GOP Lawmakers Try to Tighten Grip on Election System

(Illustration by Morgaine Ford-Workman)



By Jonathon Sadowski

February 2, 2022

Top Assembly Democrat says “partisan politicians shouldn’t be rigging the rules of our elections.”

Republican lawmakers are trying to give themselves greater control over elections in a flurry of at least 10 bills introduced in recent days.

Some of the bills would allow Republican-controlled committees to defund several state agencies and fire their staff, control guidance given by the bipartisan Wisconsin Elections Commission, and block the governor from distributing federal election funding to state agencies, according to the Milwaukee Journal Sentinel

Other measures, meanwhile, would introduce new restrictions for “indefinitely confined” voters and implement recommendations made in a nonpartisan audit of the 2020 election. That audit found few major issues with the election and confirmed there was no widespread fraud, but members of the Wisconsin Elections Commission criticized parts of the report as inaccurate and politically motivated.  

The new legislation comes after GOP leaders have for more than a year tried to undermine the public’s faith in elections and make it harder to vote following Donald Trump’s defeat in 2020. 

RELATED: What To Know About Wisconsin Republicans’ Fake 2020 Electors

“These bills are part of a coordinated, national effort to help Republicans execute their political agenda by inserting partisan staff into our elections’ administration,” Assembly Minority Leader Greta Neubauer (D-Racine) said in a statement. “Partisan politicians shouldn’t be rigging the rules of our elections.”

Sen. Kathy Bernier (R-Chippewa Falls), who in December publicly shamed those in her party who promote election conspiracy theories, is among the sponsors of some of the new proposals.

“After every election, we figure out what didn’t work as planned and we fix it. These bills will fix the problems that have led to unprecedented questions about the last presidential election,” Bernier, who is not running for re-election, said in a press release.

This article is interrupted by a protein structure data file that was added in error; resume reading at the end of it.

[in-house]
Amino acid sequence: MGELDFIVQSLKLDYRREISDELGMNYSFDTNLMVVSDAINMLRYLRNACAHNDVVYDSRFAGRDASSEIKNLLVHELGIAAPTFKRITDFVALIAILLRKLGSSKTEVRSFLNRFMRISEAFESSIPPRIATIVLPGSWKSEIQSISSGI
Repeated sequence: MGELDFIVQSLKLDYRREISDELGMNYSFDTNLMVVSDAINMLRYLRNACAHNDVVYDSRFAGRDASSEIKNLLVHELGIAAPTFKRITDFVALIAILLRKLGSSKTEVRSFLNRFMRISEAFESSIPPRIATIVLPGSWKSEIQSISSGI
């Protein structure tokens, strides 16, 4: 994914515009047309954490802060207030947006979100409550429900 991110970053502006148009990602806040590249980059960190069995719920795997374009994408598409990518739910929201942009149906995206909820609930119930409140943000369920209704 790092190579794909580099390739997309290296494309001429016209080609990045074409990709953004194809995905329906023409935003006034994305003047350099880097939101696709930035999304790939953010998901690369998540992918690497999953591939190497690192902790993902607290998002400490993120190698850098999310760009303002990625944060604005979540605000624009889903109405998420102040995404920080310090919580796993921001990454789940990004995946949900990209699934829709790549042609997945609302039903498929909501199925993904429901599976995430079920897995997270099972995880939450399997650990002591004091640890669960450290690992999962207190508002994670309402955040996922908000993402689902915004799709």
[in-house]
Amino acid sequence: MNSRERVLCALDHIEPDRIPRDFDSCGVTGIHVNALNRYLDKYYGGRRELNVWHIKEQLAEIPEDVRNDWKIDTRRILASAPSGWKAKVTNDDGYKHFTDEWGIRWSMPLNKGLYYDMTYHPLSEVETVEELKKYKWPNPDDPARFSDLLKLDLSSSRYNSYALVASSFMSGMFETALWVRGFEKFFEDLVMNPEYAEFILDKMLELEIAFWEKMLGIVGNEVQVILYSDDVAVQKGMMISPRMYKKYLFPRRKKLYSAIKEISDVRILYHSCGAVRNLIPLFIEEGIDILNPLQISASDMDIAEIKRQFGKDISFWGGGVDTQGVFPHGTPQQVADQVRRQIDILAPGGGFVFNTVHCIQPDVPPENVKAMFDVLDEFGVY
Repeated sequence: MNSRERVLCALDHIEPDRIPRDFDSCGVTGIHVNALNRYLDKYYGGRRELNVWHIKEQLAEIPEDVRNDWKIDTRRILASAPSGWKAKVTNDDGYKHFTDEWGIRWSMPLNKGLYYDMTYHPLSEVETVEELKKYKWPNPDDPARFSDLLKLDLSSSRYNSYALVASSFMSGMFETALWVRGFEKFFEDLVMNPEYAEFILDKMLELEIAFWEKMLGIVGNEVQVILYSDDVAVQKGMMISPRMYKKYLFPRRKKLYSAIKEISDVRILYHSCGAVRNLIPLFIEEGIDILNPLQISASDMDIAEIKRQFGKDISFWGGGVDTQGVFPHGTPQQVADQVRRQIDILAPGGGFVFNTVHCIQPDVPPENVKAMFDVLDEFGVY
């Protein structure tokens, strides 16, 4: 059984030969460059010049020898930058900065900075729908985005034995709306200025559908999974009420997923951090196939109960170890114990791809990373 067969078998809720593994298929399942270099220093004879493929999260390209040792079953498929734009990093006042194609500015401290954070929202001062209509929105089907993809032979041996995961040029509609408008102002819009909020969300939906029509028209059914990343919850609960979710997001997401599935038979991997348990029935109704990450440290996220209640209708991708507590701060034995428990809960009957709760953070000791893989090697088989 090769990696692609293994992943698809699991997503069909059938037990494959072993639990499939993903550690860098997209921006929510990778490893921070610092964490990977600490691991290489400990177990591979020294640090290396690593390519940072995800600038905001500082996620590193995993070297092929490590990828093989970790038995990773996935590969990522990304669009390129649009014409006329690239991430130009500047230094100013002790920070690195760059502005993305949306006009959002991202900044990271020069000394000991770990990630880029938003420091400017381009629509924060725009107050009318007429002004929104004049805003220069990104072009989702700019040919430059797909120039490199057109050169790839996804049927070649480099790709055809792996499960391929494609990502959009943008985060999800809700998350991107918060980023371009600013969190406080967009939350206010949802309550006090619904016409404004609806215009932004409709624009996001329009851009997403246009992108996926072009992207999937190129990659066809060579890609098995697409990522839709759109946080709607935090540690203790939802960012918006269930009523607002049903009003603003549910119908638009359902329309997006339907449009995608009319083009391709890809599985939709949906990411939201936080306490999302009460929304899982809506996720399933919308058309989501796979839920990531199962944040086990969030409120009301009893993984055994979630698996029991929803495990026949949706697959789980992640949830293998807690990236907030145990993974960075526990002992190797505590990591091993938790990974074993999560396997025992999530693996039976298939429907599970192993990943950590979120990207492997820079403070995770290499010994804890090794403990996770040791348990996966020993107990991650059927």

Bernier denied any of her bills would disenfranchise voters or make it harder to vote, but one of her proposals would restrict the use of the “indefinitely confined” status that saw much greater use in the 2020 election due to people’s concerns with the COVID-19 pandemic. 

Another Bernier-authored bill would deregister Wisconsin voters if they are flagged by a multi-state database as having moved. Right-wing groups sued to deregister as many as 234,000 such voters in the leadup to the 2020 election, but it was discovered thousands of those voters had been wrongly classified as “movers.” 

Other lawmakers behind the bills include Senate Majority Leader Devin LeMahieu (R-Oostburg); Assembly Speaker Robin Vos (R-Rochester); Sens. Duey Stroebel (R-Saukville), Robert Cowles (R-Green Bay), and Alberta Darling (R-River Hills); and Reps. John Macco (R-Ledgeview), Barb Dittrich (R-Oconomowoc), and Cindi Duchow (R-Town of Delafield).

If the bills pass the Legislature, Gov. Tony Evers is almost certain to veto them. He previously vetoed six Republican-authored election bills and has made protecting voting rights central to his re-election campaign.




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